# Speed of convergence

In order to compare perfomance of algorithms we need to define a terminology for different types of convergence. Let $$\{x_k\}$$ be a sequence in $$\mathbb{R}^n$$ that converges to some point $$x^*$$

## Linear convergence

We can define the linear convergence in a two different forms:

$\| x_{k+1} - x^* \|_2 \leq Cq^k \quad\text{or} \quad \| x_{k+1} - x^* \|_2 \leq q\| x_k - x^* \|_2,$

for all sufficiently large $$k$$. Here $$q \in (0, 1)$$ and $$0 < C < \infty$$. This means that the distance to the solution $$x^*$$ decreases at each iteration by at least a constant factor bounded away from $$1$$. Note, that sometimes this type of convergence is also called exponential or geometric.

## Superlinear convergence

The convergence is said to be superlinear if:

$\| x_{k+1} - x^* \|_2 \leq Cq^{k^2} \qquad \text{or} \qquad \| x_{k+1} - x^* \|_2 \leq C_k\| x_k - x^* \|_2,$

where $$q \in (0, 1)$$ or $$0 < C_k < \infty$$, $$C_k \to 0$$. Note, that superlinear convergence is also linear convergence (one can even say, that it is linear convergence with $$q=0$$).

## Sublinear convergence

$\| x_{k+1} - x^* \|_2 \leq C k^{q},$

where $$q < 0$$ and $$0 < C < \infty$$. Note, that sublinear convergence means, that the sequence is converging slower, than any geometric progression.

$\| x_{k+1} - x^* \|_2 \leq C q^{2^k} \qquad \text{or} \qquad \| x_{k+1} - x^* \|_2 \leq C\| x_k - x^* \|^2_2,$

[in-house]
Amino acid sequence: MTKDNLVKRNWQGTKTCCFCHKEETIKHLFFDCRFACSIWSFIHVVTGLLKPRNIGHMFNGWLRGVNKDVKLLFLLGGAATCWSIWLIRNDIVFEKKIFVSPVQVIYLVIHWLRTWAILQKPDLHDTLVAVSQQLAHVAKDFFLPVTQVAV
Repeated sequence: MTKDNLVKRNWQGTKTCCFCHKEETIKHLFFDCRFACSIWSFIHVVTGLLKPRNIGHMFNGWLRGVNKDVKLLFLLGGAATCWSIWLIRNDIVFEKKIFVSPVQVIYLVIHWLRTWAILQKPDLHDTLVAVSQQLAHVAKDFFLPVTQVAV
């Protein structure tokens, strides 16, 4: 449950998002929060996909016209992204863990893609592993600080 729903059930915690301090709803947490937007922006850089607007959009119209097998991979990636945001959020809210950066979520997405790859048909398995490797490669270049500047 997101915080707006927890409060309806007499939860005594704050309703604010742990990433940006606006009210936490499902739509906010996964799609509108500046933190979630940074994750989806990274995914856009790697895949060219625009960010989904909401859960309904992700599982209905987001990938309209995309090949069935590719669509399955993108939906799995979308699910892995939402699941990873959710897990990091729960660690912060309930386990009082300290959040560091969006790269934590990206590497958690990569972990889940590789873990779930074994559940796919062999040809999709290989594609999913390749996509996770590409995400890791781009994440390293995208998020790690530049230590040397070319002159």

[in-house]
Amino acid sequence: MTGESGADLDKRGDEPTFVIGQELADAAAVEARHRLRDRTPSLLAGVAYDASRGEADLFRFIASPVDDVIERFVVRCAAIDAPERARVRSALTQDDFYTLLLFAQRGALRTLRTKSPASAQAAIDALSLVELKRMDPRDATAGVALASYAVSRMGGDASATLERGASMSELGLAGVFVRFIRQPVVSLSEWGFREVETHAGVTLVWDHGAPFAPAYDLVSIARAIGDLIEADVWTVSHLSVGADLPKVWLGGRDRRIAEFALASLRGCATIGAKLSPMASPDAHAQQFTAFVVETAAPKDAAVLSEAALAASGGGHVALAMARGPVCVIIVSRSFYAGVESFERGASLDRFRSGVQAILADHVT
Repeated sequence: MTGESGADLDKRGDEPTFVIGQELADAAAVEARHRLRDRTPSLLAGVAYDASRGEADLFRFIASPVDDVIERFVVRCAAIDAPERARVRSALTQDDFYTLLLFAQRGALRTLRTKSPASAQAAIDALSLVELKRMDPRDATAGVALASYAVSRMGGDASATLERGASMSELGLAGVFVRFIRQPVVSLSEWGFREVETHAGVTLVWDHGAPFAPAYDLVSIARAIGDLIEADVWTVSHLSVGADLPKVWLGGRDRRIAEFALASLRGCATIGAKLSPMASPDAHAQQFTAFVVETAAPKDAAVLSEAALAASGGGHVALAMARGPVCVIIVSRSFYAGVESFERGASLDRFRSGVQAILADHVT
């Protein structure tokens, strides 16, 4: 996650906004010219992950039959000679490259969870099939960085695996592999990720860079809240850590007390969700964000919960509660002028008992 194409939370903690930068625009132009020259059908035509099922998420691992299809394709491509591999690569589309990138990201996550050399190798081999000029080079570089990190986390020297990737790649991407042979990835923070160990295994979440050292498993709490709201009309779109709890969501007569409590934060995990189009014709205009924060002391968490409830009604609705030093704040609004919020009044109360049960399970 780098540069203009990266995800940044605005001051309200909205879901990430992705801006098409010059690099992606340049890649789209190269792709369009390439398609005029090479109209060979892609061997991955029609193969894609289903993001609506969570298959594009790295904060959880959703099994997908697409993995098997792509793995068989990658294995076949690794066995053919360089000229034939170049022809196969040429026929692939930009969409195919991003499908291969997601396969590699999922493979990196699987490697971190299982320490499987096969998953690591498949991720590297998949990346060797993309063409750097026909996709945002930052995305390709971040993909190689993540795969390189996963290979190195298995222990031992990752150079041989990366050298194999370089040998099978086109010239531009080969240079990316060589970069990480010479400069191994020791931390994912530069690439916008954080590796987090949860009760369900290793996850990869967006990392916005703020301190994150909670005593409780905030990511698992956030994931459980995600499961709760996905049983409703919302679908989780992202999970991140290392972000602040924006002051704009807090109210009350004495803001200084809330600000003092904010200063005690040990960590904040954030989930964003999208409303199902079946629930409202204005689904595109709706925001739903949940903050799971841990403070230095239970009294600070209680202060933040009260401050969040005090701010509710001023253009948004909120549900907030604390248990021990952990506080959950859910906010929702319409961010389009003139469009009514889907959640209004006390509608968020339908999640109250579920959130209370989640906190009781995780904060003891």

where $$q \in (0, 1)$$ and $$0 < C < \infty$$.

Quasi-Newton methods for unconstrained optimization typically converge superlinearly, whereas Newton’s method converges quadratically under appropriate assumptions. In contrast, steepest descent algorithms converge only at a linear rate, and when the problem is ill-conditioned the convergence constant $$q$$ is close to $$1$$.

# How to determine convergence type

## Root test

Let $$\{r_k\}_{k=m}^\infty$$ be a sequence of non-negative numbers, converging to zero, and let

$q = \lim_{k \to \infty} \sup_k \; r_k ^{1/k}$
• If $$0 \leq q \lt 1$$, then $$\{r_k\}_{k=m}^\infty$$ has linear convergence with constant $$q$$.
• In particular, if $$q = 0$$, then $$\{r_k\}_{k=m}^\infty$$ has superlinear convergence.
• If $$q = 1$$, then $$\{r_k\}_{k=m}^\infty$$ has sublinear convergence.
• The case $$q \gt 1$$ is impossible.

## Ratio test

Let $$\{r_k\}_{k=m}^\infty$$ be a sequence of strictly positive numbers converging to zero. Let

$q = \lim_{k \to \infty} \dfrac{r_{k+1}}{r_k}$
• If there exists $$q$$ and $$0 \leq q \lt 1$$, then $$\{r_k\}_{k=m}^\infty$$ has linear convergence with constant $$q$$.
• In particular, if $$q = 0$$, then $$\{r_k\}_{k=m}^\infty$$ has superlinear convergence.
• If $$q$$ does not exist, but $$q = \lim\limits_{k \to \infty} \sup_k \dfrac{r_{k+1}}{r_k} \lt 1$$, then $$\{r_k\}_{k=m}^\infty$$ has linear convergence with a constant not exceeding $$q$$.
• If $$\lim\limits_{k \to \infty} \inf_k \dfrac{r_{k+1}}{r_k} =1$$, then $$\{r_k\}_{k=m}^\infty$$ has sublinear convergence.
• The case $$\lim\limits_{k \to \infty} \inf_k \dfrac{r_{k+1}}{r_k} \gt 1$$ is impossible.
• In all other cases (i.e., when $$\lim\limits_{k \to \infty} \inf_k \dfrac{r_{k+1}}{r_k} \lt 1 \leq \lim\limits_{k \to \infty} \sup_k \dfrac{r_{k+1}}{r_k}$$) we cannot claim anything concrete about the convergence rate $$\{r_k\}_{k=m}^\infty$$.

# References

• Code for convergence plots -
• CMC seminars (ru)
• Numerical Optimization by J.Nocedal and S.J.Wright